According to a recent survey, physicians are more pessimistic than ever over the benefits of the Affordable Care Act (ACA), EHRs, and the future of medicine. The survey, the third annual Physician Sentiment Index (PSI), conducted by the Watertown, Mass.-based EHR, care coordination, and cloud services vendor and Sermo, a Cambridge, Mass.based online community for physicians, found that physicians are saying they are over-burdened, concerned about the future of medicine, and are increasingly frustrated with having to use EHRs.
"U.S. healthcare is changing rapidly, but time and again policymakers aren't listening to the physician perspective," Jon Michaeli, vice president of membership for Sermo, said in a statement. "As a result physicians feel disempowered to influence change, and hence they are more disenchanted with their profession and less connected to patients than ever. At Sermo, we advocate on behalf of our community by voicing their expert opinions to constituents in the healthcare system and helping this country move towards better patient outcomes, efficiently, at sustainable cost."
The index says that more than half of physicians say that government involvement in regulation will not yield lower costs and better outcomes. Nearly one-third (29 percent) say they still do not understand the details and implications of the ACA, compared to 22 percent in 2011. Fifty-three percent report the ACA will have a detrimental effect on their ability to provide high quality care, versus 50 percent in 2011. ACOs have also felt the impact, 39 percent of physicians say the Accountable Care Organization model draws concern, compared with 26 percent in 2011.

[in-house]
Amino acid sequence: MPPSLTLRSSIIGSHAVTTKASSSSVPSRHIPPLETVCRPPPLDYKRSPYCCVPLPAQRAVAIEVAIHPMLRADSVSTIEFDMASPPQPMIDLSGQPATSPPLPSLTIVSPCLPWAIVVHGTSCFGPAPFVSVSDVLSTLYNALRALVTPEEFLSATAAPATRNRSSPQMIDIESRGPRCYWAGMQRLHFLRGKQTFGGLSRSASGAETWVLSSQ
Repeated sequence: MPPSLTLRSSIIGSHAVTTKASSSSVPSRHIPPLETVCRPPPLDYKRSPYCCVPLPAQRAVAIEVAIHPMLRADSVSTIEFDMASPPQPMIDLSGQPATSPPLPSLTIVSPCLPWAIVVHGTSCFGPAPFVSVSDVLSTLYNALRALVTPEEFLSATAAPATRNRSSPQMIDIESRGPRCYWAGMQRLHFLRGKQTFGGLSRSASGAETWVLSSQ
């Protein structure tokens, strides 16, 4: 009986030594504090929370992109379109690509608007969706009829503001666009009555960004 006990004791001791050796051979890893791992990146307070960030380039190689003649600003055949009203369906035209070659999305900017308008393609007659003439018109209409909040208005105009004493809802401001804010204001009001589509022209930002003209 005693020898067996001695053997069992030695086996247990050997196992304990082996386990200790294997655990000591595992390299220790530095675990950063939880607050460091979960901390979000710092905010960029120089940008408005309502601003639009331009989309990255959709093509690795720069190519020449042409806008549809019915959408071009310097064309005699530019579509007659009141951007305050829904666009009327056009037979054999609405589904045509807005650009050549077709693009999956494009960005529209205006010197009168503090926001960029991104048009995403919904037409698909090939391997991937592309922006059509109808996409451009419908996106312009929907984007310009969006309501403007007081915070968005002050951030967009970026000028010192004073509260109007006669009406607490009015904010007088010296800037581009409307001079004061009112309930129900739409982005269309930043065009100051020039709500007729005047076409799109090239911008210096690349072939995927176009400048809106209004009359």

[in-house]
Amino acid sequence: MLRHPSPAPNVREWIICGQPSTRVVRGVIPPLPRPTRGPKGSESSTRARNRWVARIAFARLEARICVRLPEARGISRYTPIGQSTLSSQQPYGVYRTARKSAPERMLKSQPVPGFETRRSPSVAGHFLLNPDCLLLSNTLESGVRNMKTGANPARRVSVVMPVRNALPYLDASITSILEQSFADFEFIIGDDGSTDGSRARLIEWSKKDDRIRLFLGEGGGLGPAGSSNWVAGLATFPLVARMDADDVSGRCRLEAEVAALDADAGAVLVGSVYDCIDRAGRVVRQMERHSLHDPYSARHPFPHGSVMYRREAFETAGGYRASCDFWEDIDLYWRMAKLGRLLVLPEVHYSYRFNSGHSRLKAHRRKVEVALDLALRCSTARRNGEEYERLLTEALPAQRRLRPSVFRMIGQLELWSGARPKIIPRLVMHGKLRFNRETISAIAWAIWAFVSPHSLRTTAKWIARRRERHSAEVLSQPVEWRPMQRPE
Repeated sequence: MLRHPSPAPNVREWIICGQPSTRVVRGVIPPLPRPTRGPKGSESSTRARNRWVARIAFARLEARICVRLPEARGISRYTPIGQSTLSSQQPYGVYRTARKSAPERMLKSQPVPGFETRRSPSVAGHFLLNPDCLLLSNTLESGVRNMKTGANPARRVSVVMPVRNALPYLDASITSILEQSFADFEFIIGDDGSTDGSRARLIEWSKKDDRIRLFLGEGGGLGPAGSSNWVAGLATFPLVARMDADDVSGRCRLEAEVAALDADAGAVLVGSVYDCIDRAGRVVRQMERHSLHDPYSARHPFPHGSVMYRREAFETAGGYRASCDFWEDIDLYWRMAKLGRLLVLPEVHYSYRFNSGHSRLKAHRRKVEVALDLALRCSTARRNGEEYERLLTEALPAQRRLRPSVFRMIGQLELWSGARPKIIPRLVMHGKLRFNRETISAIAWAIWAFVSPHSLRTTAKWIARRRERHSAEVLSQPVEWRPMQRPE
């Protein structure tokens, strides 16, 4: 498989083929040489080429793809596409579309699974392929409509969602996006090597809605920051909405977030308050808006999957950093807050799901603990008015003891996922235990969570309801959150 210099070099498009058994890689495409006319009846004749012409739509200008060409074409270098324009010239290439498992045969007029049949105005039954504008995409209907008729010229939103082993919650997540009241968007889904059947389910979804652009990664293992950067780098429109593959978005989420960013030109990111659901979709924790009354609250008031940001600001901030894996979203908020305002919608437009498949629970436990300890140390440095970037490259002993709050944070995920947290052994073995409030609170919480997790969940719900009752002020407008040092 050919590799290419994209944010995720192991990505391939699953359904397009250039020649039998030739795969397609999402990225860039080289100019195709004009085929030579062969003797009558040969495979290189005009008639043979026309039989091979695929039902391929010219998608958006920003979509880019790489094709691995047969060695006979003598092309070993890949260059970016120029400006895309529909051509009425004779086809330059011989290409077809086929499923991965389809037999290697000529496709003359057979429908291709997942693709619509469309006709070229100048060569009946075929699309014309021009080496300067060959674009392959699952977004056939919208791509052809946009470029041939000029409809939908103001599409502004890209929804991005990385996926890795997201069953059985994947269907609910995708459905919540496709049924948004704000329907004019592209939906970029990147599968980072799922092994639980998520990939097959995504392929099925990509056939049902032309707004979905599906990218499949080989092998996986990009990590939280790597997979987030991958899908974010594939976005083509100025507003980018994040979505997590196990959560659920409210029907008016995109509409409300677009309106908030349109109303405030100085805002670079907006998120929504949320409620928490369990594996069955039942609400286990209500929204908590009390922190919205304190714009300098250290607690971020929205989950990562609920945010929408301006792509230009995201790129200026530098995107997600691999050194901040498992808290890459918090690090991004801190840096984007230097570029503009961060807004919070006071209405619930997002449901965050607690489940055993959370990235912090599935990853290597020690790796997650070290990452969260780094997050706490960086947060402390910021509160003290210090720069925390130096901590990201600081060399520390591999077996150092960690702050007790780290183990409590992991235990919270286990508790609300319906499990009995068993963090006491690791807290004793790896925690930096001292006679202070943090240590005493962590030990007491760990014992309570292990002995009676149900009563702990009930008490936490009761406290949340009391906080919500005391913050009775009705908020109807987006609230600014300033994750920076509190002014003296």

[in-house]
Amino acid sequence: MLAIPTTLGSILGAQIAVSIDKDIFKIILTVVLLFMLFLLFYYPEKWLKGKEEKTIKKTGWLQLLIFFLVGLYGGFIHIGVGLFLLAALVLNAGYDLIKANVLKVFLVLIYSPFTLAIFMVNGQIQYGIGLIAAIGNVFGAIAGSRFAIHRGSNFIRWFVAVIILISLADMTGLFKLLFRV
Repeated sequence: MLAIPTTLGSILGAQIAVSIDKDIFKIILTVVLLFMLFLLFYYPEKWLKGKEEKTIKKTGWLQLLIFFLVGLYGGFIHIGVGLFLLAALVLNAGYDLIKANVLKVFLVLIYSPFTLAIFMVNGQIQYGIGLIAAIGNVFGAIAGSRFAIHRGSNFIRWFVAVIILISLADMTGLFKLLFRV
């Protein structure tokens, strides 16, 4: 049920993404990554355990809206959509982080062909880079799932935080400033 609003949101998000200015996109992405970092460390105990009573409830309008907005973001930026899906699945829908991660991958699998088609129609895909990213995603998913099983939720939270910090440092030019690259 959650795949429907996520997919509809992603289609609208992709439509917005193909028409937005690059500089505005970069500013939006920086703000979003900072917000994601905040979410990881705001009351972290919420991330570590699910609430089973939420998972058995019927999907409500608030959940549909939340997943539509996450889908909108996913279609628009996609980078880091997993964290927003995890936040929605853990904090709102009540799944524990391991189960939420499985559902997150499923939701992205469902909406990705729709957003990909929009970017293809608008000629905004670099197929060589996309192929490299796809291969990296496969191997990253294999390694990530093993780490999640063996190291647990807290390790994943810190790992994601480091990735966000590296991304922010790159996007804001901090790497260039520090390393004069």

Their sentiment on EHRs is not much friendlier. While 10 percent more purchased an EHR in 2012 than in 2011 (from 70 percent to 80 percent), 18 percent fewer voiced a very favorable opinion of EHRs (from 39 percent in 2011 to 32 percent in 2012). Thirty-six percent more say they believe EHRs somewhat or significantly worsen patient care (from 11 percent in 2011 to 15 percent in 2012. Seventy-two percent reported EHRs as a distraction from face-to-face patient interaction, up 12 percentage points from 2011.
Other findings included 89 percent saying payers have become more intrusive on the patient-physician relationship (87 percent in 2011). Also, 81 percent do not see the future of independent practice as viable, representing 19 percent more doctors in 2012 than 2011. Unchanged from 2011, about two-thirds anticipate that the quality of medicine in the U.S. will decline over the next five years.
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